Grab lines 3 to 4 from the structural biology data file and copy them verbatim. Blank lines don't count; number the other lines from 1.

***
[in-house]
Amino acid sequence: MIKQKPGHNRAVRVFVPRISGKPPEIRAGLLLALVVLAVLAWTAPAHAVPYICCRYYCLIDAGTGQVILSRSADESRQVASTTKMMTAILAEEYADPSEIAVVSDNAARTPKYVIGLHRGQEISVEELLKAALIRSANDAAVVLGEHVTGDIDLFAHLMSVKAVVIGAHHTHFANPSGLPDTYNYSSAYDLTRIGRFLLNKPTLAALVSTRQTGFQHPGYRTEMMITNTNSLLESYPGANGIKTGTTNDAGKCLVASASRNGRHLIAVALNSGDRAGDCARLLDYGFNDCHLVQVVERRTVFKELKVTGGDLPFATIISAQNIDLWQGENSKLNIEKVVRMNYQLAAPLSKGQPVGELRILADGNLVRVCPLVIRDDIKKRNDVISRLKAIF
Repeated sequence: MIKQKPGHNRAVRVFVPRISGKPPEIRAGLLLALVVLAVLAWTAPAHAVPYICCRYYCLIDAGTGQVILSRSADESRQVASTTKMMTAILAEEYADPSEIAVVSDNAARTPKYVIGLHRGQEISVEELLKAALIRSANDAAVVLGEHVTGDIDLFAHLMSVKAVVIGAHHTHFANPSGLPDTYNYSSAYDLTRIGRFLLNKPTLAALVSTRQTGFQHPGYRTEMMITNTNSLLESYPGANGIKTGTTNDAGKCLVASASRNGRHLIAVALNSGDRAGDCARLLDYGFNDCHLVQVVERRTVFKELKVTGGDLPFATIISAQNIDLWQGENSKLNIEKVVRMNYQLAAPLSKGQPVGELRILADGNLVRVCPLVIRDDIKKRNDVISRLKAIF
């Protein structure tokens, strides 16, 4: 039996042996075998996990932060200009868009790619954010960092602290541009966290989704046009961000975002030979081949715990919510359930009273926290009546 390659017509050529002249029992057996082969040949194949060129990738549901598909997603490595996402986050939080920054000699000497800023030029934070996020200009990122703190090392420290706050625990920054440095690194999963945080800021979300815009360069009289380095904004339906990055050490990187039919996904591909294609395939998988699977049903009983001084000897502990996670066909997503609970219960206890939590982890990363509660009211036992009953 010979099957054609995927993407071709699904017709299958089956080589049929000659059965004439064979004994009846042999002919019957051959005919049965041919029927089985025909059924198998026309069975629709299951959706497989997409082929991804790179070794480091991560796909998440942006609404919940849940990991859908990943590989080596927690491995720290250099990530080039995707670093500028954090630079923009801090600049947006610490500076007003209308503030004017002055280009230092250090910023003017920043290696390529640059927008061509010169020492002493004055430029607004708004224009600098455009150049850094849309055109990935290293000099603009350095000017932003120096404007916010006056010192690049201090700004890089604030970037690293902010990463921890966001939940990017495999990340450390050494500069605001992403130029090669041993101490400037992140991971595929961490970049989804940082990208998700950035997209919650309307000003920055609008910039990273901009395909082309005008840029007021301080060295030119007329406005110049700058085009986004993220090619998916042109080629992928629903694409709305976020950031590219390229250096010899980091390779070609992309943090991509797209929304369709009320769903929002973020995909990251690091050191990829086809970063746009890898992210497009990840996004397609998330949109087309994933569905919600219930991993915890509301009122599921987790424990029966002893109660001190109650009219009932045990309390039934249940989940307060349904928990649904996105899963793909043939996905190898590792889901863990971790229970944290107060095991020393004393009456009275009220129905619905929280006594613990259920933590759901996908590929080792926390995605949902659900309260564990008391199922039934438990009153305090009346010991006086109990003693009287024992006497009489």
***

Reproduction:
Repeated sequence: MIKQKPGHNRAVRVFVPRISGKPPEIRAGLLLALVVLAVLAWTAPAHAVPYICCRYYCLIDAGTGQVILSRSADESRQVASTTKMMTAILAEEYADPSEIAVVSDNAARTPKYVIGLHRGQEISVEELLKAALIRSANDAAVVLGEHVTGDIDLFAHLMSVKAVVIGAHHTHFANPSGLPDTYNYSSAYDLTRIGRFLLNKPTLAALVSTRQTGFQHPGYRTEMMITNTNSLLESYPGANGIKTGTTNDAGKCLVASASRNGRHLIAVALNSGDRAGDCARLLDYGFNDCHLVQVVERRTVFKELKVTGGDLPFATIISAQNIDLWQGENSKLNIEKVVRMNYQLAAPLSKGQPVGELRILADGNLVRVCPLVIRDDIKKRNDVISRLKAIF
């Protein structure tokens, strides 16, 4: 039996042996075998996990932060200009868009790619954010960092602290541009966290989704046009961000975002030979081949715990919510359930009273926290009546 390659017509050529002249029992057996082969040949194949060129990738549901598909997603490595996402986050939080920054000699000497800023030029934070996020200009990122703190090392420290706050625990920054440095690194999963945080800021979300815009360069009289380095904004339906990055050490990187039919996904591909294609395939998988699977049903009983001084000897502990996670066909997503609970219960206890939590982890990363509660009211036992009953 010979099957054609995927993407071709699904017709299958089956080589049929000659059965004439064979004994009846042999002919019957051959005919049965041919029927089985025909059924198998026309069975629709299951959706497989997409082929991804790179070794480091991560796909998440942006609404919940849940990991859908990943590989080596927690491995720290250099990530080039995707670093500028954090630079923009801090600049947006610490500076007003209308503030004017002055280009230092250090910023003017920043290696390529640059927008061509010169020492002493004055430029607004708004224009600098455009150049850094849309055109990935290293000099603009350095000017932003120096404007916010006056010192690049201090700004890089604030970037690293902010990463921890966001939940990017495999990340450390050494500069605001992403130029090669041993101490400037992140991971595929961490970049989804940082990208998700950035997209919650309307000003920055609008910039990273901009395909082309005008840029007021301080060295030119007329406005110049700058085009986004993220090619998916042109080629992928629903694409709305976020950031590219390229250096010899980091390779070609992309943090991509797209929304369709009320769903929002973020995909990251690091050191990829086809970063746009890898992210497009990840996004397609998330949109087309994933569905919600219930991993915890509301009122599921987790424990029966002893109660001190109650009219009932045990309390039934249940989940307060349904928990649904996105899963793909043939996905190898590792889901863990971790229970944290107060095991020393004393009456009275009220129905619905929280006594613990259920933590759901996908590929080792926390995605949902659900309260564990008391199922039934438990009153305090009346010991006086109990003693009287024992006497009489």